Updated versions of the LPE1, LPE2 and FME1 forms are now live with trade groups including ARLA Propertymark, the Association of Residential Managing Agents, the Institute of Residential Property Management, the Law Society and the Society of Licensed Conveyancers encouraging their members to use the updated versions from 11 January 2022. So how exactly have the forms changed?
All three forms now contain extra fields for:
- Asking administrators whether they can accept notice being served by email;
- Asking administrators whether they can accept payment via the banking system; and
- The Unique Property Reference Number (UPRN)
Of the changes, perhaps the most significant is the addition of UPRNs. A UPRN is a 12-digit number for each property. All things related to the property, from fixtures and fittings to surveys, can be attached to the UPRN, allowing the property to be identified and managed with unparalleled accuracy. Implemented effectively, a UPRN can offer greater levels of protection against consumer fraud, sub-standard property management and the ability to speed up all rental and purchasing transactions. For these reasons, and more, many in the industry have called for the increased usage of UPRNs.
LPE1 (Leasehold Property Enquiries) formThe latest changes mark the third iteration of the LPE1 form, with a range of questions related to whether or not pets are allowed and what the parking options are. The bulk of the changes relates to fire safety, with the form asking whether a fire safety or an external firewall assessment has taken place and whether there are urgent works pending as a result. This will form part of the industry's response to cladding issues highlighted by the Grenfell fire. By being more transparent at the marketing stage, it's hoped potential issues will be identified and rectified swiftly, allowing leaseholders to sell their properties with minimal fire risks without being slowed down by protracted administration.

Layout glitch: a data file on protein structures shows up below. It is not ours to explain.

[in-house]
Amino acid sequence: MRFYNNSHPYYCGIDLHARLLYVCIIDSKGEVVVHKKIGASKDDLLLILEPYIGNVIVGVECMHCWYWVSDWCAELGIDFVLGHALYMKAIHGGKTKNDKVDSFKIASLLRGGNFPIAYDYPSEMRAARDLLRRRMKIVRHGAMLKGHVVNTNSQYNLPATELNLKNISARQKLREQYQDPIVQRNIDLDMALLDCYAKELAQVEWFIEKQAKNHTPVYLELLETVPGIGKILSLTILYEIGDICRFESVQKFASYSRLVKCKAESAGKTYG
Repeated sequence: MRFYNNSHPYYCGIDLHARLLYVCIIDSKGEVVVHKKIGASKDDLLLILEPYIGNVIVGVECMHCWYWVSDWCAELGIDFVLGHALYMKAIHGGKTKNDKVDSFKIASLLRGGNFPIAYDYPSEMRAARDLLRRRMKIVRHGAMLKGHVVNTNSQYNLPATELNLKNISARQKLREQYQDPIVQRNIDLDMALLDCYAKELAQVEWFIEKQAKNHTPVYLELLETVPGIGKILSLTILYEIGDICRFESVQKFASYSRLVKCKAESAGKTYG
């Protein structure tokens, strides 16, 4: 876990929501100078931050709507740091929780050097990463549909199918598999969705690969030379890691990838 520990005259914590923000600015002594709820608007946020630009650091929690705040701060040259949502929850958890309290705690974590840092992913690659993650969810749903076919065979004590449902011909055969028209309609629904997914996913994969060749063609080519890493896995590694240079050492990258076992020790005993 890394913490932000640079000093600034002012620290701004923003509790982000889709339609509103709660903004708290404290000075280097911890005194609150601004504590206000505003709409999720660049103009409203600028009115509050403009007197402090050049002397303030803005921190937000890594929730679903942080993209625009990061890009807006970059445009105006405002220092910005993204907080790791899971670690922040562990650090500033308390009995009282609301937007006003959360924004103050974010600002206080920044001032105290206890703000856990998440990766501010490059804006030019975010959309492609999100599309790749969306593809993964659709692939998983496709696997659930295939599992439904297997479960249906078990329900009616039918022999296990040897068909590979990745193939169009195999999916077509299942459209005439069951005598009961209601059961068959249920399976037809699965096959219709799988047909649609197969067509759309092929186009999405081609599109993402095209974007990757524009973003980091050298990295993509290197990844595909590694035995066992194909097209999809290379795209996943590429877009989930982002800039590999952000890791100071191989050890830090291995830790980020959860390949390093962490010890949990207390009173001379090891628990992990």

LPE2 (Consumer Summary) formThe LPE2 form is intended to provide information about leasehold responsibilities and the costs involved in these. The latest update sets out the costs for the certificate of compliance for the first time and also alerts buyers of new properties within newly built developments that maintenance costs may go up substantially once the development is completed and the sale has taken place. The purpose of these changes is to try and avoid leaseholders being taken in by lower initial costs that seem too good to be true.
FME1 (Freehold Management Enquiries) form
The latest version of the FME1 form places more focus on the financial side, with questions related to contributions to the service charge, who deals with the deed of the covenant, and details about access to insurance. Again, given the issues around securing insurance without an EWS1 form, the updates are aimed at clarifying potential issues around high premiums and preventing unfair excess charges.
This Quarterly Legal & Compliance Updates 2021 Q4 webinar with Cassandra Zanelli, Founder & CEO of Property Management Legal Services discusses the new LPE1, LPE2 and FME1 forms plus other topics including Right of First Refusal (RFR), challenges with measures for going green and more.